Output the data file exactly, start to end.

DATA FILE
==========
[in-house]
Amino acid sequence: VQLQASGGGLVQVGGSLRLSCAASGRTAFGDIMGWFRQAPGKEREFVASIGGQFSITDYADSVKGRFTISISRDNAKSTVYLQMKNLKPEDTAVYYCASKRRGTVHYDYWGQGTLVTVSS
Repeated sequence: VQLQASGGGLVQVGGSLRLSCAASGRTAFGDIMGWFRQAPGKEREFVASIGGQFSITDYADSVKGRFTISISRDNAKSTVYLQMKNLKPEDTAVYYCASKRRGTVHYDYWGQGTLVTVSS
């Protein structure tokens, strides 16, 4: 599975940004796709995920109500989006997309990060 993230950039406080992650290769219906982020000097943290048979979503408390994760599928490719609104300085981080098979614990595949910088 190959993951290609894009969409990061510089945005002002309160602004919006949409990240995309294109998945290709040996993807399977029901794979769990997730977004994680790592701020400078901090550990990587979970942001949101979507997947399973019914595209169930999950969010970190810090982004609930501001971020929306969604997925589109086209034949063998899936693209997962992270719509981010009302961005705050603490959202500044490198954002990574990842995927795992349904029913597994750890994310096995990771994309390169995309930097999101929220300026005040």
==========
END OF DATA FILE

[in-house]
Amino acid sequence: VQLQASGGGLVQVGGSLRLSCAASGRTAFGDIMGWFRQAPGKEREFVASIGGQFSITDYADSVKGRFTISISRDNAKSTVYLQMKNLKPEDTAVYYCASKRRGTVHYDYWGQGTLVTVSS
Repeated sequence: VQLQASGGGLVQVGGSLRLSCAASGRTAFGDIMGWFRQAPGKEREFVASIGGQFSITDYADSVKGRFTISISRDNAKSTVYLQMKNLKPEDTAVYYCASKRRGTVHYDYWGQGTLVTVSS
């Protein structure tokens, strides 16, 4: 599975940004796709995920109500989006997309990060 993230950039406080992650290769219906982020000097943290048979979503408390994760599928490719609104300085981080098979614990595949910088 190959993951290609894009969409990061510089945005002002309160602004919006949409990240995309294109998945290709040996993807399977029901794979769990997730977004994680790592701020400078901090550990990587979970942001949101979507997947399973019914595209169930999950969010970190810090982004609930501001971020929306969604997925589109086209034949063998899936693209997962992270719509981010009302961005705050603490959202500044490198954002990574990842995927795992349904029913597994750890994310096995990771994309390169995309930097999101929220300026005040």